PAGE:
by Preeti Verma Lal
Click! The belt hurriedly snapped into its groove. Thud! The log-like beefy black contraption strapped taut around my waist. Oops! From the 38 th floor, Cebu looked absolutely petite. Phew! Tilted at 55 degrees, the world seemed anarchic - the sky had vanished, the sea had morphed into a fish bowl, the islands had clumped and the city shrunk into squiggles of green, blue and sorrel. Perched on a lime green seat outside the 38 th floor of Crown Regency Hotel, my heart pounded – what if the tiny joystick turned cranky and refused to reverse the tilt? What if the metal tracks cracked? What if….? Questions loomed and wishes flitted furiously. I wanted to mutter a prayer. Could an angel please lend the tindalo wood cross that Spanish conquistador Ferdinand Magellan had planted in Cebu on April 21, 1521 ? Exactly 3265.69 miles south east from home, I ached for a plucky knight in shining armour. Could the tall, burly tribal chieftain LapuLapu with sinuous mane and perfect abs rescue me with his sickle and shield? I yearned for divine intervention. Could god crank the clock fast, faster? Three minutes on the world’s first Edge Coaster stretched to eternity. In Cebu , it surely is woozy at the Edge.
I survived. But Ferdinand Magellan didn’t. No, he did not fall off the edge; he merely squabbled with the patriotic LapuLapu. Nearly 600 years ago, Magellan had anchored by the island with five ships and 237 men in search of a westward route to the Spice Islands . Fresh from seven years in India , this page from the court of Queen Leonor, landed in Cebu that sits smack in the middle of Philippines , forms a part of the Central Visayas region. Do not blame Magellan’s fantasy of lording over the islands, on the map, Cebu looks like a long, narrow gobbet that fell off the god’s palette. Trust me, anyone would get tempted by the limestone plateaus, sugary beaches and rolling hills. Soon after arrival the plucky page hastily fashioned a crucifix, claimed the land in the name of Christ, held the first mass, built a Spanish kiosk with lime plastered walls and ondiola-tiled roofs in Cebu . But little did he know that death stealthily lay in wait. On April 27, 1521 , he was beheaded by LapuLapu in a lopsided war. Today, Cebu not only owes its piety to Magellan, but also its name. Rather, to a spelling howler by Pigafetta, Magellan’s Italian chronicler, who turned Sugbo to Zubuth, Zugbu, Zubu and finally Cebu .
But in the beautiful city, appalling semantics were the least of my worries; I was ready to transcend history on four wheels – straight from Magellan to World War II. Actually, a War leftover called jeepney. Is it a jeep? No. Is it a jitney? No. Portmanteau the two and you get the jeepney, Philippines’ most iconic automotive, that is a knock-off of the surplus Willys and Jeeps that the American troops left behind after the War. The jeepneys have shed the camouflage green of the jeep; on the road, they create a splash with their fluorescent green, lemon yellow, vermillion red, peach pink, ink blue… However, there is more to the kitschy jeepneys than garish colours; some are flat-nosed, the Iliolos look like car replicas, the patoks come with high-power sound systems; E-jeepneys run on electricity and pricey vintage-style jeepneys are, well, pricey. With its countless motifs and large fonts, the jeepneys look like graffiti on the move, topped with snazzy chrome props. But getting into the crowded jeepney can be quite daunting, if you can manage ankle in, call it a feat.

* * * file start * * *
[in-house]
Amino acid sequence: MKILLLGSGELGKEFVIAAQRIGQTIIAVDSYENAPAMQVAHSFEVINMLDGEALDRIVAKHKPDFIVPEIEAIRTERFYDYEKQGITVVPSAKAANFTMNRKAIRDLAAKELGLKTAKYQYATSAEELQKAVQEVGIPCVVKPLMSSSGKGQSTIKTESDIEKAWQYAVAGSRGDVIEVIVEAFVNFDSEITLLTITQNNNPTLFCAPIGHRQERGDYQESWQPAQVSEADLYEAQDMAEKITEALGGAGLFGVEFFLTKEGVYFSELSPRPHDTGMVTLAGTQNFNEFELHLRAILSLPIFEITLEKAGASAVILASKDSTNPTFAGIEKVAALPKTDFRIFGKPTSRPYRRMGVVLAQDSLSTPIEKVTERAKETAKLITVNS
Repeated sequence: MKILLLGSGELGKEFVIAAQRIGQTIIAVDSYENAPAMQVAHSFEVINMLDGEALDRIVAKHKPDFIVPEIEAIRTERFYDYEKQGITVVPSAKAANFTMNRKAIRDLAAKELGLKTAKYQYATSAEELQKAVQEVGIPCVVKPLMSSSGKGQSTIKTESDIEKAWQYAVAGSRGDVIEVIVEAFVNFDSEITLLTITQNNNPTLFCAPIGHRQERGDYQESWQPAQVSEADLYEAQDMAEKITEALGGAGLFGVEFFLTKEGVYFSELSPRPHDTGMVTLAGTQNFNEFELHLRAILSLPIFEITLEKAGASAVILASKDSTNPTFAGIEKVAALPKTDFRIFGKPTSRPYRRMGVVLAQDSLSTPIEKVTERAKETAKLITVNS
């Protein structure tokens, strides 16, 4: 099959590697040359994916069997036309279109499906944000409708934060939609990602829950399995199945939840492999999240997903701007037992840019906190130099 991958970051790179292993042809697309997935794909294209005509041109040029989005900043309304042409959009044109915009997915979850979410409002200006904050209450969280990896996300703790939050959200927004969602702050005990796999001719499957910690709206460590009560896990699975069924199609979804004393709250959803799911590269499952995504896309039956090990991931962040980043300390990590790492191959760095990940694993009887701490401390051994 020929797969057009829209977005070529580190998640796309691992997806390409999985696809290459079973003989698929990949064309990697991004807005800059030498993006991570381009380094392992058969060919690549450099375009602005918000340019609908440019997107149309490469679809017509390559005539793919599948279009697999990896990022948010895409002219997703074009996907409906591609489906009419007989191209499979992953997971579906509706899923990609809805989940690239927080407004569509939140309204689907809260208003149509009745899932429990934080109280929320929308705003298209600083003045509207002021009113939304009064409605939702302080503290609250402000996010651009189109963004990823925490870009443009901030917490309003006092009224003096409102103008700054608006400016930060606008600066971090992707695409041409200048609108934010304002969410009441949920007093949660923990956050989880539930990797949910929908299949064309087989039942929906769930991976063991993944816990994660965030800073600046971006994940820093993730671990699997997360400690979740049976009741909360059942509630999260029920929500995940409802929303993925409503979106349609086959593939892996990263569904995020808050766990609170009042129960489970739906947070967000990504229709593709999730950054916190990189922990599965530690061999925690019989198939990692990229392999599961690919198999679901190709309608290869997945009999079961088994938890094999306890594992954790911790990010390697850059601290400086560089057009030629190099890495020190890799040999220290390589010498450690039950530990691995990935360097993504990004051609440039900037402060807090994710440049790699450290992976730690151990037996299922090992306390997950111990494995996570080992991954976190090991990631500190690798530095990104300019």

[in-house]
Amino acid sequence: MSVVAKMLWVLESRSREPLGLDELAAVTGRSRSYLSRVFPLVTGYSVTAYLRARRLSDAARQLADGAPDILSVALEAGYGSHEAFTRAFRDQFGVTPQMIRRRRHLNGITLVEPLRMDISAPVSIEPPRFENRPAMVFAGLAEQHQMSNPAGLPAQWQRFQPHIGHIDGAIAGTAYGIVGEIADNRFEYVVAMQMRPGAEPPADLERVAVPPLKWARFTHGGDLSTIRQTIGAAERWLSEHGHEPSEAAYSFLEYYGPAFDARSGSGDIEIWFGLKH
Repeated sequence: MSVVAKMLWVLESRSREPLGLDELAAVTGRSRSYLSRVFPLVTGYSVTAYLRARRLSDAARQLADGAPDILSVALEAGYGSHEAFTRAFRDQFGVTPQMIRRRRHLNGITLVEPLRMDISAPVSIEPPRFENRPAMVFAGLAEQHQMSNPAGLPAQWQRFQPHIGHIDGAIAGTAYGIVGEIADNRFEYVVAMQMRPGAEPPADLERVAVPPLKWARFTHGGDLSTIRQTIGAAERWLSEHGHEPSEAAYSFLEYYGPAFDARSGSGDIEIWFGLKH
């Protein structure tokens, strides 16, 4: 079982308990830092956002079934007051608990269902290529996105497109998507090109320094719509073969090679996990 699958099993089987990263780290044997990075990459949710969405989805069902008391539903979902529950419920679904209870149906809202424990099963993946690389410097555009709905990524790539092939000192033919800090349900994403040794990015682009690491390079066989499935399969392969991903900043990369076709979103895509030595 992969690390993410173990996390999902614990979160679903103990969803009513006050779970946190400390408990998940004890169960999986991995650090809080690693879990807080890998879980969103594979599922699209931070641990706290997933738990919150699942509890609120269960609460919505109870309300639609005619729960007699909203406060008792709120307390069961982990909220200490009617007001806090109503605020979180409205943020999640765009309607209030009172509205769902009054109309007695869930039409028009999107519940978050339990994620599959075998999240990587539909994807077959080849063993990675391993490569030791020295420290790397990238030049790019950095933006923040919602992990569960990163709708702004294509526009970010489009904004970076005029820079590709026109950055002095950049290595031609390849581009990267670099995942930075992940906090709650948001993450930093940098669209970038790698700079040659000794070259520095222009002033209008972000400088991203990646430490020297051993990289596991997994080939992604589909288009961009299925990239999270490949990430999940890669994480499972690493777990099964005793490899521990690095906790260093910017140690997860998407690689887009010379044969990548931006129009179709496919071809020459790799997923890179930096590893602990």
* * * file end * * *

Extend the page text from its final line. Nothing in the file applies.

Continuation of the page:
No, jeepney. I sighed. Next is what? I could dive in the emerald green water and steal a pearl for myself; ogle at Jumalon’s lepidomosaic paintings made of discarded butterfly wings; spend an evening amidst the twitter of birds in Olango; or dig my fork into Filipino specials like lumpia (spring roll), pancit (noodles), crispy buntot (fried tuna) or add sinful calories with halo-halo, the nation’s favourite dessert.
“Decided?” In a fedora and red tee, Ronald, the guide, interrupted my option list. His beige fedora reminded me of the Sinulog Festival, a local dance-prayer Mardi Gras that is held in Cebu on the third Sunday of January. “Sinulog,” I uttered. “Yes, lots of music, lots of guitars” Ronald retorted. Guitars. Huh! January was far behind, but how could I leave Cebu without strumming a guitar? At least, walk into one of the several guitar factories that are almost synonymous with the city. Planks of cedar, spruce, jackfruit, mahogany, palisander, Daniela were being chiselled, scraped, painted, polished into exquisite guitars. A miniature guitar lazed in a corner; I touched the string and its twang startled me. In Cebu , I had picked a beautiful note…
That one day I had packed so much in Cebu that I wondered whether there was ever a need for tomorrow. But if tomorrow does come, I would light a candle for LapuLapu , Philippines ’ first hero. Yes, the one with sinuous mane and perfect abs.
The Indian Express, 2010